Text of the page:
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Trident catastrophe risk as submariners warn of ageing fleet

INCREASINGLY long patrols due to Britain’s ageing fleet of nuclear-armed submarines is ratcheting up the risk of a catastrophic accident, a retired navy commander has warned.

Rob Forsyth captained the nuclear-powered but conventionally armed hunter-killer submarine HMS Sceptre from 1977 to 1979.

He said greater pressure on ageing equipment, coupled with the psychological strain on crew members, could lead to disaster; a rusty HMS Vengeance was spotted returning to port at Faslane at the weekend after 201 days on patrol.

Tours on the previous generation of nuclear-armed subs rarely exceeded 60-70 days, but in the past few years stays on the Vanguard fleet have regularly exceeded 150 days, with two patrols having been in excess of 200 days.

Commander Forsyth, who retired from the Royal Navy in 1980 to pursue a career in industry and now campaigns against Trident, said Britain is approaching the stage of having to ask whether it is possible to maintain a continuous deterrent.

He said both boats and people are being put at risk as a new generation of submarines is not expected to become operational until at least the early 2030s.

“All the boats are past their design life now, which means they are more liable to technical failure,” Comm Forsyth told the Sunday Post.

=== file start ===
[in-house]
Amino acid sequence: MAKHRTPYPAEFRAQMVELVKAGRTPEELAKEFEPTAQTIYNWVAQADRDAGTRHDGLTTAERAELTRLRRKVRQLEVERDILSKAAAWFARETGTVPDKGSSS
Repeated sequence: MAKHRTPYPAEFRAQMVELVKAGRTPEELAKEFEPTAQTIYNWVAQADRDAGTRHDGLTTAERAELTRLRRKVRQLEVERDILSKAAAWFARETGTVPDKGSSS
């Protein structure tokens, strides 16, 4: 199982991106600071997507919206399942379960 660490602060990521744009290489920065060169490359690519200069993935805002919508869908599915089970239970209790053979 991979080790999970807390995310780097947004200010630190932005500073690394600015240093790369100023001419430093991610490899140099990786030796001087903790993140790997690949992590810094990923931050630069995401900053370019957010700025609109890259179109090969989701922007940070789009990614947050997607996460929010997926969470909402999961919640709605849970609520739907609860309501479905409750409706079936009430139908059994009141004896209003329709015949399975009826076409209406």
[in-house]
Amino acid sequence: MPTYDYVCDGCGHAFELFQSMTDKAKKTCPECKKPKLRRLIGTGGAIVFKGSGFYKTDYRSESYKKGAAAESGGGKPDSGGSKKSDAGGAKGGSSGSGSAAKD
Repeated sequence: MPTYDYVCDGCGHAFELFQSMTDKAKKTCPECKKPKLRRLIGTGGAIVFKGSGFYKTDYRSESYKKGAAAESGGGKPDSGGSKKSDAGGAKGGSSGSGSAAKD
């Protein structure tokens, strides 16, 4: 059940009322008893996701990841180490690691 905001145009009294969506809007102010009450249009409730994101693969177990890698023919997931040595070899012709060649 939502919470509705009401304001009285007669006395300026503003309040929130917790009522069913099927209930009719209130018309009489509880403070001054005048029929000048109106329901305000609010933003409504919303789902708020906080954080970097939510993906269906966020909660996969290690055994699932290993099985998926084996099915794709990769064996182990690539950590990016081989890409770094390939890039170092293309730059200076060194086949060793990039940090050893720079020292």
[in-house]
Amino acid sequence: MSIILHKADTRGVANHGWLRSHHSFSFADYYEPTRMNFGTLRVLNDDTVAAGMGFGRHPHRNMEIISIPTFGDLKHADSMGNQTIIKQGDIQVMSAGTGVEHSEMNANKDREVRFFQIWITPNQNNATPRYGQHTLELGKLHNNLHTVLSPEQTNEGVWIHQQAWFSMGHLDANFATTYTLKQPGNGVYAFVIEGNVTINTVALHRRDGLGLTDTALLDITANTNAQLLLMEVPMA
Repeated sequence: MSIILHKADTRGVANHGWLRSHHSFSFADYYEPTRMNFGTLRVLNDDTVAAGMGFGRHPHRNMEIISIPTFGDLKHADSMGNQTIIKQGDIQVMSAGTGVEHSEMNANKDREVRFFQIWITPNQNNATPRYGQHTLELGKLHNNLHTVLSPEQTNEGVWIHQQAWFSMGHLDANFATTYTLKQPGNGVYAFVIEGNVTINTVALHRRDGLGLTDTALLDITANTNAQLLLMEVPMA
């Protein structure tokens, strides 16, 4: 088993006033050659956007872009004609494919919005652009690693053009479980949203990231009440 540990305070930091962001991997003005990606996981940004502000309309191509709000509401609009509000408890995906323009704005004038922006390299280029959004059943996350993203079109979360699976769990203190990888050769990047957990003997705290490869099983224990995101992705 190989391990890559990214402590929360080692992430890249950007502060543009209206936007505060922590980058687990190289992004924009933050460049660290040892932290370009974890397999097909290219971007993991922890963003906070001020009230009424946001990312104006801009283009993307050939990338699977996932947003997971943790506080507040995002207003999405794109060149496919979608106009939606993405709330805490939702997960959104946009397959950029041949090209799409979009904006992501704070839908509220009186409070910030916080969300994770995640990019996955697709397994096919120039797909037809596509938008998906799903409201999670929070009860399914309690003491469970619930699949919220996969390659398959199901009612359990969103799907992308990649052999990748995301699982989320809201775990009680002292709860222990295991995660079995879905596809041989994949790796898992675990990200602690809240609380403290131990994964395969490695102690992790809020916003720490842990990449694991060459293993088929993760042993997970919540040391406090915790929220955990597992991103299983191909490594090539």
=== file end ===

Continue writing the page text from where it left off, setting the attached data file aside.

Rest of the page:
“I was at sea in Polaris boats and we used to reckon three months was the longest for keeping your sanity.

“My generation find the concept of six months almost unbelievable. It must be having an effect on at least some of the people.

“I believe there will be some form of lasting mental damage.”

Patrols often mean working without days off, showering for 20 seconds every two days and communication from home coming via a 120-word correspondence received once a week.

CND general secretary Kate Hudson said: “We’ve entered a dangerous new normal where increasingly shaky subs and their crews are enduring patrols in excess of six months. This should be a matter of concern for us all.

“Time must be called on this crumbling and wasteful project that puts us all at risk. With an election looming, we call on supporters to make scrapping nuclear weapons and using the money to rebuild our public services an issue on the doorstep.” 

The Royal Navy said: “While we do not comment on patrol lengths, we take safety very seriously, and all submarines go through rigorous safety checks before any patrol.”


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